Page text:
What are the Best Ways for Industries to Be Water Stewardship Leaders?



Raymond Ferris, Matawa First Nations Ring of Fire Mining Coordinator takes a break for some fishing in Ontario's Far North. Photo by Laura Taylor, Shared Value Solutions Ltd.

“Water does not resist. Water flows. When you plunge your hand into it, all you feel is a caress. Water is not a solid wall, it will not stop you. But water always goes where it wants to go, and nothing in the end can stand against it. Water is patient. Dripping water wears away a stone. Remember that, my child. Remember you are half water. If you can't go through an obstacle, go around it. Water does.”

~ Margaret Atwood, the Penelopiad

By Don Richardson, Managing Partner, Shared Value Solutions Ltd.

We spend a lot of time on the water, in the water, working around water, and working to understand the impacts of mining, oil & gas projects and other industrial developments on watersheds. Much of the time we are working closely with Aboriginal communities. Many First Nations' creation oral history cycles begin when there was just water - or "nii-bi" in Ojibwe- on the earth. First Nation people have Treaty and Aboriginal community rights with respect to water. First Nation women have an inherited role to be traditional keepers and spiritual protectors of water.

We get to work with many industry leaders who are genuine water stewardship leaders and who have deep respect for Aboriginal interests in water. These water stewardship leaders share a few things in common - they:

  1. Engage, early and often, with communities and other interested parties, openly and transparently
  2. Work to understand community priorities, share plans and collaborate on solutions, providing capacity resources to communities where appropriate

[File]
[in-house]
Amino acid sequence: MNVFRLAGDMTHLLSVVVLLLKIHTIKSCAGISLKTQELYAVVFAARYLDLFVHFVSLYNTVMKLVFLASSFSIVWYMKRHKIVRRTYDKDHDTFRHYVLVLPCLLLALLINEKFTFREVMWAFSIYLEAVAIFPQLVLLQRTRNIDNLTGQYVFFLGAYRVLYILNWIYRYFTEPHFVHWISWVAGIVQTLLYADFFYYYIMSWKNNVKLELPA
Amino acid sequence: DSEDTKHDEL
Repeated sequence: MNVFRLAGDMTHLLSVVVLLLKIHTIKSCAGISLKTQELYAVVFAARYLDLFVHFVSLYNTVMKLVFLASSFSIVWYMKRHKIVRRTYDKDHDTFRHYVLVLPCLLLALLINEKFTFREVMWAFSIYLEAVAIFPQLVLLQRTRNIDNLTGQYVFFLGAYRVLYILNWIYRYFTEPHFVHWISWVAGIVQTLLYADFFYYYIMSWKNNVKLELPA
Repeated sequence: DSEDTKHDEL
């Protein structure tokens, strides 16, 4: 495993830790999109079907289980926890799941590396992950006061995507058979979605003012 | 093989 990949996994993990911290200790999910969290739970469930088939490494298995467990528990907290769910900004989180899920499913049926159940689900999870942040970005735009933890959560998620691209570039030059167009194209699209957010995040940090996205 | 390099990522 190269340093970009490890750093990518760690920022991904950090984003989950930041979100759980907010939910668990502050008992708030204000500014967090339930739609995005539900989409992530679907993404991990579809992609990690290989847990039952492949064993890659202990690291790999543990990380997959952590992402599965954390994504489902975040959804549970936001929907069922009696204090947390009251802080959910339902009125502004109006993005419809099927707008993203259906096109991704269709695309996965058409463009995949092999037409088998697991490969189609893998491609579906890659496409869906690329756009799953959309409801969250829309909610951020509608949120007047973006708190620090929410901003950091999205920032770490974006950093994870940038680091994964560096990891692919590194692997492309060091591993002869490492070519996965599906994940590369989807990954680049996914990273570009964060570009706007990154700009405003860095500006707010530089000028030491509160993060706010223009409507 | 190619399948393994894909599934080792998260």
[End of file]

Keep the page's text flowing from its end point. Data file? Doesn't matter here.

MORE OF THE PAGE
3. Collaborate and partner to develop mitigation plans to address impacts, as early as possible in project planning
  4. Develop collaborative water stewardship initiatives and projects with people and organizations in the watersheds in which they operate (check out our blob post on "Five Ideas for Engaging Watershed Stewards in Source Water Protection Planning")
  5. Take a watershed perspective and seek to understand formal, informal and traditional approaches to local watershed stewardship and governance, seeking traditional knowledge where available
  6. Adapt their corporate operational water management programs to fit the realities of specific local watersheds and local watershed stewards and governance frameworks - including groundwater governance
  7. Focus on the importance of healthy ecosystem functions in relation to water flow, levels, temperature and quality
  8. Work to identify and assess long-term cumulative impacts of their own operations AND the historic, current and future impacts of other watershed users
  9. Reduce, reuse and recycle to promote operational water efficiencies
  10. Engage in water footprinting activities, and engage people, communities and organizations around them in these exercises
  11. Seek opportunities to create shared value with their water management expenditures, including opportunities to marry operations water treatment and water management options with local community and local water steward needs and interests - sharing systems, sharing maintenance activities, sharing research, sharing knowledge development and sharing technical resources
  12. Marry operations water management with watershed water management through adaptive management approaches that line up with, and are informed by, regional watershed stewardship priorities

Interested in learning more about corporate social responsibility and what it takes to be a water stewardship leader?  Connect with us at Shared Value Solutions Ltd. 

At Shared Value Solutions Ltd. we bring the best environmental peer review, strategic advice, community engagement and traditional knowledge, land use, and socio-economic research expertise to address your challenges and opportunities.

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